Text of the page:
Wall Street Journal says Albertsons looks to go public, again

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Boise-based Albertsons is the third-largest private company in the US.

But its owners hope to change that.

The Wall Street Journal reported late Monday the chain again sought to go public, citing unnamed sources ‘familiar with the deal.’

The paper said the company would decide in the next few weeks whether to seek an initial public offering that could value it at around $19-billion. WSJ reports an internal debate continues around whether to go public now – or wait until the outcome of further hoped-for improvements to see if it raises the company’s public value.

A coalition of owners led by Cerberus Capital Management currently controls Albertsons. The private equity firm and its allies purchased a small number of Albertsons stores in 2006. It set up Boise-based Albertsons, LLC – separate from Supervalu, Inc., which purchased the majority of the company’s stores.

[In ecommerce battle, Albertsons looks to small neighborhood warehouses; amps up ‘drive up’ service in Boise area]

Where Supervalu struggled, Albertsons, LLC surged. Seven years later, in 2013, Supervalu sold all its stores to the Cerberus-led group. It later acquired Safeway Inc. and transitioned its back-end systems to that company’s infrastructure to lessen its dependence on Supervalu.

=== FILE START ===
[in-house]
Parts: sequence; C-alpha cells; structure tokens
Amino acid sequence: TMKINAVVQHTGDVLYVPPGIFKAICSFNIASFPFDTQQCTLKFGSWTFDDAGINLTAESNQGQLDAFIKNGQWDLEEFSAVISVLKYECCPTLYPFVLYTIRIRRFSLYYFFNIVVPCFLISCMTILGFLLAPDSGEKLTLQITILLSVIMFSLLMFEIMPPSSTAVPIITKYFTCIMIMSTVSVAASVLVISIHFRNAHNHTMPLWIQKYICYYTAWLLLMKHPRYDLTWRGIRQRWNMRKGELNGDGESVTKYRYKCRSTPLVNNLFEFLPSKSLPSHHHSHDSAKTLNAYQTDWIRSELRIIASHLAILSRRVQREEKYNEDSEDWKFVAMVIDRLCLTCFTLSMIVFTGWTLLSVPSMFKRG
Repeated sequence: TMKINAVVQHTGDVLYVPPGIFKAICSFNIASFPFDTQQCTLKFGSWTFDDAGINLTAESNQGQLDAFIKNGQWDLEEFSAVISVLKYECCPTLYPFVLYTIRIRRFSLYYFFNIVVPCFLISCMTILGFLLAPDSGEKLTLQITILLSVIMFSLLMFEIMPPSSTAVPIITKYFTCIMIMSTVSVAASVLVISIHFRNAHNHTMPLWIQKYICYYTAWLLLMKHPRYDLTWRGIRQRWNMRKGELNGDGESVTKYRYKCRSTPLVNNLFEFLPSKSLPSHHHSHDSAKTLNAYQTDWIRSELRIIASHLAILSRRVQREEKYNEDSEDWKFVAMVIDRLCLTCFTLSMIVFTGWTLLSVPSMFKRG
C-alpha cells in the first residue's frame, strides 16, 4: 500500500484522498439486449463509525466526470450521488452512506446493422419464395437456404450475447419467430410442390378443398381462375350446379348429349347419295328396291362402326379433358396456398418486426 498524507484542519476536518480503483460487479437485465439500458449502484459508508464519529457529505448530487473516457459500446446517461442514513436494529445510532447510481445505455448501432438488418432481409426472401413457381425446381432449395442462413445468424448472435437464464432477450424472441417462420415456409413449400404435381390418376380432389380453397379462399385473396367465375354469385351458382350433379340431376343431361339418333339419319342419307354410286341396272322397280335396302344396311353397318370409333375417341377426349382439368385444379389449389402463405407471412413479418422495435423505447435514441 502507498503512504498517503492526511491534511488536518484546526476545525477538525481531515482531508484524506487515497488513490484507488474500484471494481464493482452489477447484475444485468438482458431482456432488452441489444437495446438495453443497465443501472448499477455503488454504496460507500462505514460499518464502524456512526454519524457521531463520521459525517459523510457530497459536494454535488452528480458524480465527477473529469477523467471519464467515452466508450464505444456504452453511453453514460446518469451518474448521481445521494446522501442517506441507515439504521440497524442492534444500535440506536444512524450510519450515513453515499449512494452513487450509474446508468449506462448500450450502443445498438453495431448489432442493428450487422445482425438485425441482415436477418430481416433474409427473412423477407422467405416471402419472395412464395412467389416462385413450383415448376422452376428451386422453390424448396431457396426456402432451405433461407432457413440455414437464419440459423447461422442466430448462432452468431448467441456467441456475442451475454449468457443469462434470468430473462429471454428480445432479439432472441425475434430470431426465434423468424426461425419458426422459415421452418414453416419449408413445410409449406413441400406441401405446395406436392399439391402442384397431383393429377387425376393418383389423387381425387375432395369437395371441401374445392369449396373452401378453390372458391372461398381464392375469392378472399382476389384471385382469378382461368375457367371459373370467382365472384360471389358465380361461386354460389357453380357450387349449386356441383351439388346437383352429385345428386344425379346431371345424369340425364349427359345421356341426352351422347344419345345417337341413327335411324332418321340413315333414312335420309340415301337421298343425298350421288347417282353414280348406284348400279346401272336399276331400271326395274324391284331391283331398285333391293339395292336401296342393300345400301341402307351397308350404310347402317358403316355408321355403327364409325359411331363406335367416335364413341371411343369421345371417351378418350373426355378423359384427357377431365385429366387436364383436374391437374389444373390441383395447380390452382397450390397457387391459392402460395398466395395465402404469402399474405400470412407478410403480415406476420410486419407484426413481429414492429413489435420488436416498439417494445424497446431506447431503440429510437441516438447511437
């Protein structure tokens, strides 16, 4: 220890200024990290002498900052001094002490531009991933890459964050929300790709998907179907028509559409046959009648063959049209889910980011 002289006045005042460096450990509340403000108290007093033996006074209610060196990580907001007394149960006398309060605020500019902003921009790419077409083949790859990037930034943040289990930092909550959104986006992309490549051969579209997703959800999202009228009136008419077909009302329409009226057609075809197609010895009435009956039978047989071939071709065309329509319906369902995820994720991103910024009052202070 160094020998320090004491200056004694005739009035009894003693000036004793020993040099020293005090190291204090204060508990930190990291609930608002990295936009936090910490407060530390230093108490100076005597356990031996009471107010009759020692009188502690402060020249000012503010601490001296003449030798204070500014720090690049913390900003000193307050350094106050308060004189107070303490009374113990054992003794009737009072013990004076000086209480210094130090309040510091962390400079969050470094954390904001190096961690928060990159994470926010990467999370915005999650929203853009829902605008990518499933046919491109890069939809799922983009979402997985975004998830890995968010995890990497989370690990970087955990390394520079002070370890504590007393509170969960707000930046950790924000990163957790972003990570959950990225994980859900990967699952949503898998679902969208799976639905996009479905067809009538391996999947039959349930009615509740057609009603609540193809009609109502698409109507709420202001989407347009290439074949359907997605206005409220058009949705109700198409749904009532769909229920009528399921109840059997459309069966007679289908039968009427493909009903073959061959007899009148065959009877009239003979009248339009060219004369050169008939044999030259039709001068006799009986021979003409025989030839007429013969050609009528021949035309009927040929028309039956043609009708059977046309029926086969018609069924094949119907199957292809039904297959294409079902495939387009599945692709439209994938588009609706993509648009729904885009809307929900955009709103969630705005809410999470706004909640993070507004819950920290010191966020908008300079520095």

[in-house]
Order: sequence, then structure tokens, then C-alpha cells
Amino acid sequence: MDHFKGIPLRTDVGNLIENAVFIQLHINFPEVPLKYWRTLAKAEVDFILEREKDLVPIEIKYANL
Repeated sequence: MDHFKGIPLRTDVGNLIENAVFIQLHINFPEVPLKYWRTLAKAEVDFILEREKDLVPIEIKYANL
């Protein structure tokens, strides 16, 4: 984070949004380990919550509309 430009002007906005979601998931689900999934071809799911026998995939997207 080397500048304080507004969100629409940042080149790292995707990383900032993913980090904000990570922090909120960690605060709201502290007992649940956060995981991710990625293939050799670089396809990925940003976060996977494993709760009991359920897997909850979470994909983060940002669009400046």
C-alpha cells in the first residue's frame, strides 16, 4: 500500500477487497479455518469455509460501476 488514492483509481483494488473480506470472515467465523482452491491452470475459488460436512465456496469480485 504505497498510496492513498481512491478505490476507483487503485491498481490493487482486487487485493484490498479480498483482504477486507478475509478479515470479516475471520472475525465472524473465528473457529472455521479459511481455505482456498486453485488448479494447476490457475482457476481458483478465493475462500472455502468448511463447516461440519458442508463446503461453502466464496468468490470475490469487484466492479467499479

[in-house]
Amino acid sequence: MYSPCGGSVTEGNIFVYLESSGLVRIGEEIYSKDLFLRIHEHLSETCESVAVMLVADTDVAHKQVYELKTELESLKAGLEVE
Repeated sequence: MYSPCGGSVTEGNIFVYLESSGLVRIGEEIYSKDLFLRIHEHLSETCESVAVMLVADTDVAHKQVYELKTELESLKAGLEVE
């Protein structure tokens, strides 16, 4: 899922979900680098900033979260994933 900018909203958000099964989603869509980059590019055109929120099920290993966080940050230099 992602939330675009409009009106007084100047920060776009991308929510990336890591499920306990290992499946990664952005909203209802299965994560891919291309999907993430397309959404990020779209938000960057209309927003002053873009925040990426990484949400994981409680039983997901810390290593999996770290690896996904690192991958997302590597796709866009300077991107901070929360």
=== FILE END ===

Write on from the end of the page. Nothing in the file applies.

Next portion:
In 2015, Albertsons said it would go public, but dropped the idea late that year after other grocery companies saw weakness on Wall St.

It later tried to acquire Rite Aid, taking the combined company public. But that deal also fell apart.

Albertsons continues to see strengthening results. Last week it reported increased earnings and same-store sales, the latest in a string of rosy reports. It also decreased its debt load – down to $8.34 billion in November, down from $10.52 billion the year before.

Albertsons maintains its primary headquarters in Boise, and employs hundreds of workers in finance, administration, marketing and other roles.

Idaho Central Credit Union Business Banking
Kimley-Horn

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